6. says

    @moarscienceplz 3
    I agree and would call “insulation” displacement. I think it help to make the serious thing more digestible. Also anthropomorphizing is a very old thing.

    Separately: Furries might be related. That one is more bonding to cartoons because my own society was so awful. Maybe that bonding would have happened with a better society too. *Shrugs*

  7. Pierce R. Butler says

    Though unmentioned here, our esteemed host often re-posts cartoons from “Pearls Before Swine”, which features a mix of human and “funny animal” (highly anthropomorphized non-human animals), which perhaps offers an answer to his question.

    In “PBS”, the figures of “Rat”, “Pig”, et alia offer shortcuts to character development -- respectively more easily agitated and more placid -- that might take much more effort to suggest with purely human images (especially if one wants to avoid gender/ethnic/etc stereotypes). I phrase that as if it reflected laziness, but for an artist trying to tell a story with just a few square inches, and (if lucky) several seconds of each reader’s time, setting the scene that way provides multiple advantages, as well as making the overall graphic stand out a little better from the competitors immediately surrounding it.

    It also encourages the readers to project a little more of their own imaginative extrapolations into each depiction, perhaps inherently more interesting than relying on the clichés of curious-kid, patient-mom, fuddy-duddy daddy, and so on which populate the all-human cartoons.

  8. mynax says

    Bill Holbrook does a trio of webcomics (how does he do it?!):
    Kevin & Kell -- a rabbit married to a wolf, in a world of animals (though there is one human). Intelligent animals prey on other intelligent animals; there is a meat-supply company called Herd Thinners.
    Safe Havens -- Humans, mostly, though animals have human intelligence, and there are mermaids, life on Mars and presumably Venus. There are free-willed AI entities in cyberspace, like The Computer Bug. Originally the strip was kids in school, but they’ve grown up, gone on a Mars mission, and main character Samantha is a geneticist who can create potions that turn any species into another (though where the mass comes from when a mouse poofs into a human is not explained).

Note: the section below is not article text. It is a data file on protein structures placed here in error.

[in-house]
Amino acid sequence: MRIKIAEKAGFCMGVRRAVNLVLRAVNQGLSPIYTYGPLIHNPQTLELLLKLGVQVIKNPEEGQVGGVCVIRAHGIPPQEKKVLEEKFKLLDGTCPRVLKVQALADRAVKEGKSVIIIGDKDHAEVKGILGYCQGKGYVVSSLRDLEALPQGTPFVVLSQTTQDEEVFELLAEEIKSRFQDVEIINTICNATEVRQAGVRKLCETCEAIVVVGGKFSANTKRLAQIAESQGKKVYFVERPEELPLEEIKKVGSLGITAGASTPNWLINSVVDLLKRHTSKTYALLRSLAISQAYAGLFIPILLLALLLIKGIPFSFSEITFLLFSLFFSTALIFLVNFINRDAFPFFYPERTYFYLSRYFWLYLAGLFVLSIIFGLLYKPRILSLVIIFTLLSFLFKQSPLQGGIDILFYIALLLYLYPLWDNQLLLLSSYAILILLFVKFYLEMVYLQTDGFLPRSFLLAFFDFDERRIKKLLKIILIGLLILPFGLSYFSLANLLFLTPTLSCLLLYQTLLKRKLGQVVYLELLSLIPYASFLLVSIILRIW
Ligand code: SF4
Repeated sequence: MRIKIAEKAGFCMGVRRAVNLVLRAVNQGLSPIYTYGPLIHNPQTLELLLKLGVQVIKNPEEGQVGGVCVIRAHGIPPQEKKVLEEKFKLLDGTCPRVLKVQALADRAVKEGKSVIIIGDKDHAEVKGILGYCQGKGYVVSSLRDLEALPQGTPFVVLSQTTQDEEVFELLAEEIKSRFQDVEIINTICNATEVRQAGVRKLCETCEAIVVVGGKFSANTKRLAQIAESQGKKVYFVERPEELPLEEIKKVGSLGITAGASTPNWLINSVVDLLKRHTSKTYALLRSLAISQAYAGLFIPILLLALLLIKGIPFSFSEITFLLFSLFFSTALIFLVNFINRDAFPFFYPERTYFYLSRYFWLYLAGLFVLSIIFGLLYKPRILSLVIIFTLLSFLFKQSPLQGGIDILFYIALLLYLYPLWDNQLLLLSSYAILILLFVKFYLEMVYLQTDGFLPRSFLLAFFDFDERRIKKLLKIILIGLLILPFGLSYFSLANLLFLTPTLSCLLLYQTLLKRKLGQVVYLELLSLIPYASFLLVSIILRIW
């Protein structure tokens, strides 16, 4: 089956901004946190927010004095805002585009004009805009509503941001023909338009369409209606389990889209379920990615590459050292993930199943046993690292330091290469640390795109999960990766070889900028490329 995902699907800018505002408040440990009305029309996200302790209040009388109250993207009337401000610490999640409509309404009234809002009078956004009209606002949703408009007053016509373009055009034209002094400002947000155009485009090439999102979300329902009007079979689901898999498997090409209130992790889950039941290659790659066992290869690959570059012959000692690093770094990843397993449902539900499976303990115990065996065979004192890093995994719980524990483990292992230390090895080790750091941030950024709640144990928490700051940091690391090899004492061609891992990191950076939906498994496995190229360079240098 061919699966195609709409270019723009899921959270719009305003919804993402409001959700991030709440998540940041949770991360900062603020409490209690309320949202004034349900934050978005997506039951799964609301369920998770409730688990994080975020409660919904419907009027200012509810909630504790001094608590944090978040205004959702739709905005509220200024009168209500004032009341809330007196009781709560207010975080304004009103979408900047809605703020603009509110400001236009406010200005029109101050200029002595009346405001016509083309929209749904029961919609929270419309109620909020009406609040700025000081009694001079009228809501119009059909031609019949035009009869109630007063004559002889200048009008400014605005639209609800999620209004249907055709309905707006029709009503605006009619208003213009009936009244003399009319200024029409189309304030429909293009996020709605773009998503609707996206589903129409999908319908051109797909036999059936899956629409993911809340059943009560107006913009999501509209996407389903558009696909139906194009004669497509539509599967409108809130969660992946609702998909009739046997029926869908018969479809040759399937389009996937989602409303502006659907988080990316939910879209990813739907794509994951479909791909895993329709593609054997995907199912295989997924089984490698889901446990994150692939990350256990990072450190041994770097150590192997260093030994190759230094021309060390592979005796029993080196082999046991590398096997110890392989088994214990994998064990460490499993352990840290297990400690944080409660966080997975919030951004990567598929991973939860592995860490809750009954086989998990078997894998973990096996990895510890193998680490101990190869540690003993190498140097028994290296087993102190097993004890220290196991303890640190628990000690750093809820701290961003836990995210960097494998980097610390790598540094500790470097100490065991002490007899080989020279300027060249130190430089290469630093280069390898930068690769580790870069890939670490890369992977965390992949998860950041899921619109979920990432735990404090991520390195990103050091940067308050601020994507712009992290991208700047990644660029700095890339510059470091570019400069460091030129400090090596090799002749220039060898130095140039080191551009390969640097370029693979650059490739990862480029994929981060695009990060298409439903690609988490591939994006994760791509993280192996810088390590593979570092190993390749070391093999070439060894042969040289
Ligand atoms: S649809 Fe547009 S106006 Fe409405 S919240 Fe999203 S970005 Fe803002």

On The Fast Track -- office humor with humans. One character, Dethany (a goth woman) has a fairly smart raven named Lenore, but Lenore has animal intelligence, despite apparently being in the same universe as Safe Havens.

    There is some crossover; there’s a dimensional doorway in Kevin & Kell that connects to the Safe Havens universe, but it is hard to get to and rarely used. Dethany sometimes appears in Safe Havens, like to run the Mars mission.

  9. Ridana says

    “Kevin & Kell — a rabbit married to a wolf” reminds me that, while OT re comics, anime is full of anthropomorphized characters to examine human relationships. The above sounds very like a postscript to Beastars, about a gray wolf who falls for a dwarf rabbit in a high school where predators and prey co-exist, albeit a bit uneasily, since it begins with a murder of a herbivore student by an unknown carnivore. It’s not a comedy, but it’s fascinating.
    On the mostly comedy front, I’d recommend Aggressive Retsuko (aka Aggretsuko) about a red panda office worker who takes out her frustrations with office shenanigans by singing death metal at karaoke nights. Created by Sanrio, the folks behind Hello Kitty. (on Netflix)